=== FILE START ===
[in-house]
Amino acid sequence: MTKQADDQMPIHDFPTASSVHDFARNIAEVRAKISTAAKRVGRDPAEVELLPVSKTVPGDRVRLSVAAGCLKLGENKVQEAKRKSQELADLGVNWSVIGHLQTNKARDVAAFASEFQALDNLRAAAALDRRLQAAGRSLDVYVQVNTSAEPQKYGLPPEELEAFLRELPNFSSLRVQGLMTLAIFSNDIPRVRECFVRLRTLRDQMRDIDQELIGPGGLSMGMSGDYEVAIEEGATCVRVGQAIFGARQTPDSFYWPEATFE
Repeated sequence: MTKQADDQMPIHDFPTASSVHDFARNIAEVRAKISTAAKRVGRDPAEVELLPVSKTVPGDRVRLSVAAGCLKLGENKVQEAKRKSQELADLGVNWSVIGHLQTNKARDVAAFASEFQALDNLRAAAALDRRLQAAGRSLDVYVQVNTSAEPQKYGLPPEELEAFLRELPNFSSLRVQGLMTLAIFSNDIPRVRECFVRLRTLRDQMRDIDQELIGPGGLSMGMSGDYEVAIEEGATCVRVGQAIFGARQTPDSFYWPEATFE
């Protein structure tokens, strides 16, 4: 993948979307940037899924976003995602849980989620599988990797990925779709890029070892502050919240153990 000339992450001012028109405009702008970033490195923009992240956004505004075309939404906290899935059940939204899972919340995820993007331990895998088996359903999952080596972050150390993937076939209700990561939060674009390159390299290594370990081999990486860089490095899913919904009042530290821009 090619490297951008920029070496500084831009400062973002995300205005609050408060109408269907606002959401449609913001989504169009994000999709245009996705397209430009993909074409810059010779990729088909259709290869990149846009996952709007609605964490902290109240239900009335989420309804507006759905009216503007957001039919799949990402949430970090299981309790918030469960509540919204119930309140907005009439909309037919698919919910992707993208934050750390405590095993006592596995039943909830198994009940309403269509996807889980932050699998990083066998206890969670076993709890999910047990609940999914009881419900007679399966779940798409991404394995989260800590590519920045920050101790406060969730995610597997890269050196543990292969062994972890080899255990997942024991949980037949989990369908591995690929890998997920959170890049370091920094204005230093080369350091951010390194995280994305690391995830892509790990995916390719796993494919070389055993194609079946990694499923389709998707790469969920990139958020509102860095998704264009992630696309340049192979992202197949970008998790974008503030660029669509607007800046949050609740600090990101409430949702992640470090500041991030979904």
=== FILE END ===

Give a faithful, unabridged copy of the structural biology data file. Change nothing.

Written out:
[in-house]
Amino acid sequence: MTKQADDQMPIHDFPTASSVHDFARNIAEVRAKISTAAKRVGRDPAEVELLPVSKTVPGDRVRLSVAAGCLKLGENKVQEAKRKSQELADLGVNWSVIGHLQTNKARDVAAFASEFQALDNLRAAAALDRRLQAAGRSLDVYVQVNTSAEPQKYGLPPEELEAFLRELPNFSSLRVQGLMTLAIFSNDIPRVRECFVRLRTLRDQMRDIDQELIGPGGLSMGMSGDYEVAIEEGATCVRVGQAIFGARQTPDSFYWPEATFE
Repeated sequence: MTKQADDQMPIHDFPTASSVHDFARNIAEVRAKISTAAKRVGRDPAEVELLPVSKTVPGDRVRLSVAAGCLKLGENKVQEAKRKSQELADLGVNWSVIGHLQTNKARDVAAFASEFQALDNLRAAAALDRRLQAAGRSLDVYVQVNTSAEPQKYGLPPEELEAFLRELPNFSSLRVQGLMTLAIFSNDIPRVRECFVRLRTLRDQMRDIDQELIGPGGLSMGMSGDYEVAIEEGATCVRVGQAIFGARQTPDSFYWPEATFE
């Protein structure tokens, strides 16, 4: 993948979307940037899924976003995602849980989620599988990797990925779709890029070892502050919240153990 000339992450001012028109405009702008970033490195923009992240956004505004075309939404906290899935059940939204899972919340995820993007331990895998088996359903999952080596972050150390993937076939209700990561939060674009390159390299290594370990081999990486860089490095899913919904009042530290821009 090619490297951008920029070496500084831009400062973002995300205005609050408060109408269907606002959401449609913001989504169009994000999709245009996705397209430009993909074409810059010779990729088909259709290869990149846009996952709007609605964490902290109240239900009335989420309804507006759905009216503007957001039919799949990402949430970090299981309790918030469960509540919204119930309140907005009439909309037919698919919910992707993208934050750390405590095993006592596995039943909830198994009940309403269509996807889980932050699998990083066998206890969670076993709890999910047990609940999914009881419900007679399966779940798409991404394995989260800590590519920045920050101790406060969730995610597997890269050196543990292969062994972890080899255990997942024991949980037949989990369908591995690929890998997920959170890049370091920094204005230093080369350091951010390194995280994305690391995830892509790990995916390719796993494919070389055993194609079946990694499923389709998707790469969920990139958020509102860095998704264009992630696309340049192979992202197949970008998790974008503030660029669509607007800046949050609740600090990101409430949702992640470090500041991030979904």